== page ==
Winds gust near 80 mph as ‘extreme red-flag’ conditions fuel Southern California fires

The Easy fire burns Wednesday morning in Simi Valley.
(Al Seib / Los Angeles Times)

Fires were breaking out across Southern California on Wednesday, fueled by intense winds.

By midday, the region was facing peak extreme fire weather, with winds of up to 78 mph at Boney Peak in the Santa Monica Mountains in Ventura County, while relative humidity fell to rock bottom, clocking in at zero at Mt. Wilson in the San Gabriel Mountains and peaks in the Santa Ynez Mountains and the Los Padres National Forest, National Weather Service meteorologist Lisa Phillips said.

Camarillo recorded a gust of 55 mph at its airport, and television crews showed big rigs on a freeway knocked over by gusts in Fontana, which sits just south of a powerful Santa Ana wind corridor, the Cajon Pass.


The air was exceedingly dry throughout Ventura County; at Sinaloa Lake, relative humidity was at 8%, while Moorpark clocked in at 7%. Humidity of 15% to 20% is considered quite dry.

Climatologist Bill Patzert said the source of the winds is coming from a high-pressure cold front parked over the Utah area, and that’s extending cold Santa Ana winds into California. Because the air is so cold, it’s also very heavy.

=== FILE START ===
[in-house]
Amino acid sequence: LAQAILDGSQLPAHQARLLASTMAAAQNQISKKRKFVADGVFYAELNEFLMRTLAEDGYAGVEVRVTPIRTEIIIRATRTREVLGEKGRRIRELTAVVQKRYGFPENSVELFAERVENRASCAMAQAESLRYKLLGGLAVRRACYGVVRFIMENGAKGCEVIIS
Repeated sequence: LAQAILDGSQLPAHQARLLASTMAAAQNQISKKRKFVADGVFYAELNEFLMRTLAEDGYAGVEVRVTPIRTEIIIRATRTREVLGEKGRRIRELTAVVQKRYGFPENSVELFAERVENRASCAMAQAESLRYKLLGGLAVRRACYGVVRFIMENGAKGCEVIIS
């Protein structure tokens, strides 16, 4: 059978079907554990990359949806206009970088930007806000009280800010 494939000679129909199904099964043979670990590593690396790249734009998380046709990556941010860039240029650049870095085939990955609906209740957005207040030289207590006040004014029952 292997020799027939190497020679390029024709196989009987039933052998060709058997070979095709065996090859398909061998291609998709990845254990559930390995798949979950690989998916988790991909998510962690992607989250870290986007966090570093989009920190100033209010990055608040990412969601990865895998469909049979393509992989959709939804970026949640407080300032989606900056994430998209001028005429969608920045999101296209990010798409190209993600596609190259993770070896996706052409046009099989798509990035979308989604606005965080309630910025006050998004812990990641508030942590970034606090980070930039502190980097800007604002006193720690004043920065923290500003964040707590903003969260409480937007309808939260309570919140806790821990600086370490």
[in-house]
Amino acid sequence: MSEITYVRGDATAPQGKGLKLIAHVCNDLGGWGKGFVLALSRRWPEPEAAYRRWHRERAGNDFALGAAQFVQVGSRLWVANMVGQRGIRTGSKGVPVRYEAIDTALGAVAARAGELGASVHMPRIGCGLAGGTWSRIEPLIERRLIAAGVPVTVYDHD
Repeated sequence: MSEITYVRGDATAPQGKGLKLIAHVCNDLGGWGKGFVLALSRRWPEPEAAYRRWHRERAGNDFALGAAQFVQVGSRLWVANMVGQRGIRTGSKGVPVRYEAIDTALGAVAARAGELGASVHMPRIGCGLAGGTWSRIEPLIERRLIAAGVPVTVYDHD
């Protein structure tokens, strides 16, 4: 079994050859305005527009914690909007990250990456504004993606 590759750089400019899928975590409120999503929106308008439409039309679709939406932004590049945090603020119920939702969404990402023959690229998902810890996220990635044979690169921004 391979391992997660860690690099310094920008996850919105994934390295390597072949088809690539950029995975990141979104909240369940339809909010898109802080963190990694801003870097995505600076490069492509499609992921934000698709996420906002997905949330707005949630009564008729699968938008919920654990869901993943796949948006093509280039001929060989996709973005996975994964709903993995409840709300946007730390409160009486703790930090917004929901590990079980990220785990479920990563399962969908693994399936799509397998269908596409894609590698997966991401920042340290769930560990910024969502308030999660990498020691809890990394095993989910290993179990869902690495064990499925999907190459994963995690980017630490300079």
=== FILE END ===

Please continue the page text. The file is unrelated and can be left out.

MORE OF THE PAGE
“So it accelerates more rapidly, because it’s so heavy coming through these passes — that’s why you’re getting these extreme wind speeds,” Patzert said.

Colder Santa Ana winds can in some ways be more dangerous than warmer Santa Anas, Patzert said, especially if the high-pressure system is stationary.

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The National Weather Service issued a rare “extreme red-flag warning” through Thursday evening, saying winds could top 80 mph and be the strongest in more than a decade. The wind event is expected to last 30 hours.

“This is the worst since we had an event in October 2007,” National Weather Service meteorologist Tom Fisher said. “Don’t let your guard down.”

During the 2007 weather pattern, a series of fires broke out across Southern California and burned more than 198,000 acres, destroying 1,500 homes, injuring 40 firefighters and causing two deaths. The most significant of those fires was the Witch fire in San Diego County, which ultimately led the region’s major utility to spend about $1.5 billion to update its grid to avoid sparking future fires.

On Wednesday, multiple fires sprouted amid the strong winds, including the Easy fire, which started shortly after 6 a.m. in Simi Valley and threatened the Ronald Reagan Presidential Library. Elsewhere, fires erupted in Calabasas and in Riverside and Kern counties.